By Kim Willsher, Special to The Times

July 26, 2011

 

When he was diagnosed with a malignant brain tumor 20 years ago, David Servan-Schreiber, the French-born doctor, neuroscientist and later bestselling author, took the phrase "physician, heal thyself" to heart.

Submitting to the punishing traditional treatments of chemotherapy and radiotherapy, he still felt there was something more he could do to enhance his chances of survival.

Armed with his will to live and a belief that the human body had little-known cancer-combating capacities of its own, he set about looking into the way we understand and battle the disease.

From his research came the successful book "Anticancer: A New Way of Life," published in 2007, that sold 1 million copies and led to a sea change in how cancer was viewed and treated.

Servan-Schreiber's near two-decade exploration of the science of cancer was a personal and professional journey that took him from the verge of death to good health and back again twice before ending in his death Sunday at a hospital near his family's home in Normandy. He was 50.

Even when told last year that the brain cancer had returned and would almost certainly kill him this time, Servan-Schreiber refused to give in, continuing to promote the idea that, parallel to traditional medicine, healthy eating along with meditation, yoga and "a new way of life" could extend the lives of cancer sufferers.

David Servan-Schreiber was born in the wealthy Paris suburb of Neuilly-sur-Seine on April 21, 1961, the son of a celebrated French family with Prussian Jewish roots. David was the eldest son of Jean-Jacques Servan-Schreiber, a respected journalist, essayist and politician, who died in 2006.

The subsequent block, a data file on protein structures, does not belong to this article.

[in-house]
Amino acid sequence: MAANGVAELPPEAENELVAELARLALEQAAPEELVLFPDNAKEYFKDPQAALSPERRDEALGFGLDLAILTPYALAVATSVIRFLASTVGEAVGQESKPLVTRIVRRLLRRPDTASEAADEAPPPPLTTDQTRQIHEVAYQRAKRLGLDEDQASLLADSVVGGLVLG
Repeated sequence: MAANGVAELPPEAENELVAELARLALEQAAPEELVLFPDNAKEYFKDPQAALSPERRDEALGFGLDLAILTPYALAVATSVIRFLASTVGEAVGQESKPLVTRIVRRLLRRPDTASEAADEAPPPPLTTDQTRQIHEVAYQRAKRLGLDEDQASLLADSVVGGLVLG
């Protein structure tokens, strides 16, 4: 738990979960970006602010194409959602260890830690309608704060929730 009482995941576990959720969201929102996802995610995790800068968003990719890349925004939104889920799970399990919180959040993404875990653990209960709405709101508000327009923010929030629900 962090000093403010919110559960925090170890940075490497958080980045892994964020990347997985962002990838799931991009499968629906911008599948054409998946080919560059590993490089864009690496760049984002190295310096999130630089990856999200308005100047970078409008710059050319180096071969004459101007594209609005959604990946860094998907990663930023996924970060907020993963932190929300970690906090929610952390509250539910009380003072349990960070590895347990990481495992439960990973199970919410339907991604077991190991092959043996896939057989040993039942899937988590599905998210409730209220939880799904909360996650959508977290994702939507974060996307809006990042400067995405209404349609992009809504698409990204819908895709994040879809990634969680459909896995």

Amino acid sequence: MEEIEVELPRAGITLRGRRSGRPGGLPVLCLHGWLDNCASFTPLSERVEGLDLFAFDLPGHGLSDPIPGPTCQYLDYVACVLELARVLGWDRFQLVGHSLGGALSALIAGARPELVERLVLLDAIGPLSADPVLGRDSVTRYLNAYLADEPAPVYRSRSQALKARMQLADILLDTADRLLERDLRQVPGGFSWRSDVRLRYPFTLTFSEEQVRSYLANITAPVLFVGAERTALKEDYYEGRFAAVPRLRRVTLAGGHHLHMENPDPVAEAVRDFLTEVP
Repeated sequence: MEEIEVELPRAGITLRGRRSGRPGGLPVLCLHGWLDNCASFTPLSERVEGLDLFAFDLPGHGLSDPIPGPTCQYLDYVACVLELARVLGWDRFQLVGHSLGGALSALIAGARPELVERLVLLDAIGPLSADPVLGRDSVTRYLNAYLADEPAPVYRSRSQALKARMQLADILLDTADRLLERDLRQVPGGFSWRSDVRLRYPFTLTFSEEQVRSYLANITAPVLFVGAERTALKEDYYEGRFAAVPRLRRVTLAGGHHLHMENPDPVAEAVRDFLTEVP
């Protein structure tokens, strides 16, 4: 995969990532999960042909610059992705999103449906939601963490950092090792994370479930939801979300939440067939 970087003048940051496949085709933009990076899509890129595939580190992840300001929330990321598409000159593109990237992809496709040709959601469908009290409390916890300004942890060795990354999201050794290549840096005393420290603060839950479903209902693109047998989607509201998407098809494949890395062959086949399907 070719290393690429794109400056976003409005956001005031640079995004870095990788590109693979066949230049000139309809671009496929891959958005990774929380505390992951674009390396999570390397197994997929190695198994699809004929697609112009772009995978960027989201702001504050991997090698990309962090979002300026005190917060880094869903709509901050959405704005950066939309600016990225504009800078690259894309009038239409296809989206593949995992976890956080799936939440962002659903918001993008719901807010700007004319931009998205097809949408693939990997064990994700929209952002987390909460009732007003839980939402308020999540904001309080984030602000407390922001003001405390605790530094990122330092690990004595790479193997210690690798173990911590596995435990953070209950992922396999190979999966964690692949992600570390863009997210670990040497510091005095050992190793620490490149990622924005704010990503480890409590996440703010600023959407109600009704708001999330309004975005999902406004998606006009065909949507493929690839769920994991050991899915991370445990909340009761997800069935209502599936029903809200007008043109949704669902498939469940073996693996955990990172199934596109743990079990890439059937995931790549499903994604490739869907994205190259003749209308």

He studied medicine at a children's hospital in Paris, finishing his medical degree at Laval University in Quebec in 1984 before specializing in psychiatry in Montreal and moving to a research post at Carnegie Mellon University in Pittsburgh, where he earned his doctorate.

In 1991 he went to Iraq as a volunteer medic with the French-based Doctors Without Borders, the nongovernmental organization that won the Nobel Peace Prize in 1999, and later co-founded the U.S. branch of the charity.

The story goes that he discovered he had a brain tumor only when in 1991 a research patient failed to turn up for an MRI scan and Servan-Schreiber took his place.

He underwent treatment but had a relapse a few years later and began to seriously turn his mind and his work to the effects of diet and lifestyle on the incidences of cancer and depression.

His first book, "Healing Without Freud or Prozac," published in 2003, was translated into 29 languages and sold 1.3 million copies. "Anticancer" followed four years later.